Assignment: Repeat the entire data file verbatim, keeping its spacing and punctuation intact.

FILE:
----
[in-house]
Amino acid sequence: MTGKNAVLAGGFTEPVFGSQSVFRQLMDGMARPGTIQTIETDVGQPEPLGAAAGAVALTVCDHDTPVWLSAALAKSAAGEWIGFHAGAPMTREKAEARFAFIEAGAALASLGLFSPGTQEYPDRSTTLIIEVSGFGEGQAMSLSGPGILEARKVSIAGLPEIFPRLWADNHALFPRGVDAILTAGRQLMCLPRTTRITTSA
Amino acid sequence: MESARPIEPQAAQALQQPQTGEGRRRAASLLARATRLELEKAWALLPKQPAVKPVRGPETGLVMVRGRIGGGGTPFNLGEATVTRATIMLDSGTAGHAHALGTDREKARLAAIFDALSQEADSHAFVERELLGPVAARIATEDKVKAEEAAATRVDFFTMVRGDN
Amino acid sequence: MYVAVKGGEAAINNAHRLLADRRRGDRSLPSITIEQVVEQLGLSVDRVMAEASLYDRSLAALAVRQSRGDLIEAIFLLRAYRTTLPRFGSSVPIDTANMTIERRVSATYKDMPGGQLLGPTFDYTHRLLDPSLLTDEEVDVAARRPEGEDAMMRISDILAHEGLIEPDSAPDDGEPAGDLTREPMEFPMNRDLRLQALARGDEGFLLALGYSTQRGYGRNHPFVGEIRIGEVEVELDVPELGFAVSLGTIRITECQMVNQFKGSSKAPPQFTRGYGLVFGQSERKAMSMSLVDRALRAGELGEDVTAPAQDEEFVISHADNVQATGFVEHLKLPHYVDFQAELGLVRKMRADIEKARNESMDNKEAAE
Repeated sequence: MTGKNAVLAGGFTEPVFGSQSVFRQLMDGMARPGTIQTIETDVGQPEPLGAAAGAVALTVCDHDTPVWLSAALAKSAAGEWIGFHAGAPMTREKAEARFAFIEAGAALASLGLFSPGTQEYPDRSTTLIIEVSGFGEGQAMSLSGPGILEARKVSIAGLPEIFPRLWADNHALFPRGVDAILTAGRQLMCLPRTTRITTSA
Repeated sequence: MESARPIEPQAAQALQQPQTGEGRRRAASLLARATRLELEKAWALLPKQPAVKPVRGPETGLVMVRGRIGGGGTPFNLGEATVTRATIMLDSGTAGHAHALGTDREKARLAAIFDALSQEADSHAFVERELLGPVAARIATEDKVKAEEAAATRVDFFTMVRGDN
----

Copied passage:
[in-house]
Amino acid sequence: MTGKNAVLAGGFTEPVFGSQSVFRQLMDGMARPGTIQTIETDVGQPEPLGAAAGAVALTVCDHDTPVWLSAALAKSAAGEWIGFHAGAPMTREKAEARFAFIEAGAALASLGLFSPGTQEYPDRSTTLIIEVSGFGEGQAMSLSGPGILEARKVSIAGLPEIFPRLWADNHALFPRGVDAILTAGRQLMCLPRTTRITTSA
Amino acid sequence: MESARPIEPQAAQALQQPQTGEGRRRAASLLARATRLELEKAWALLPKQPAVKPVRGPETGLVMVRGRIGGGGTPFNLGEATVTRATIMLDSGTAGHAHALGTDREKARLAAIFDALSQEADSHAFVERELLGPVAARIATEDKVKAEEAAATRVDFFTMVRGDN
Amino acid sequence: MYVAVKGGEAAINNAHRLLADRRRGDRSLPSITIEQVVEQLGLSVDRVMAEASLYDRSLAALAVRQSRGDLIEAIFLLRAYRTTLPRFGSSVPIDTANMTIERRVSATYKDMPGGQLLGPTFDYTHRLLDPSLLTDEEVDVAARRPEGEDAMMRISDILAHEGLIEPDSAPDDGEPAGDLTREPMEFPMNRDLRLQALARGDEGFLLALGYSTQRGYGRNHPFVGEIRIGEVEVELDVPELGFAVSLGTIRITECQMVNQFKGSSKAPPQFTRGYGLVFGQSERKAMSMSLVDRALRAGELGEDVTAPAQDEEFVISHADNVQATGFVEHLKLPHYVDFQAELGLVRKMRADIEKARNESMDNKEAAE
Repeated sequence: MTGKNAVLAGGFTEPVFGSQSVFRQLMDGMARPGTIQTIETDVGQPEPLGAAAGAVALTVCDHDTPVWLSAALAKSAAGEWIGFHAGAPMTREKAEARFAFIEAGAALASLGLFSPGTQEYPDRSTTLIIEVSGFGEGQAMSLSGPGILEARKVSIAGLPEIFPRLWADNHALFPRGVDAILTAGRQLMCLPRTTRITTSA
Repeated sequence: MESARPIEPQAAQALQQPQTGEGRRRAASLLARATRLELEKAWALLPKQPAVKPVRGPETGLVMVRGRIGGGGTPFNLGEATVTRATIMLDSGTAGHAHALGTDREKARLAAIFDALSQEADSHAFVERELLGPVAARIATEDKVKAEEAAATRVDFFTMVRGDN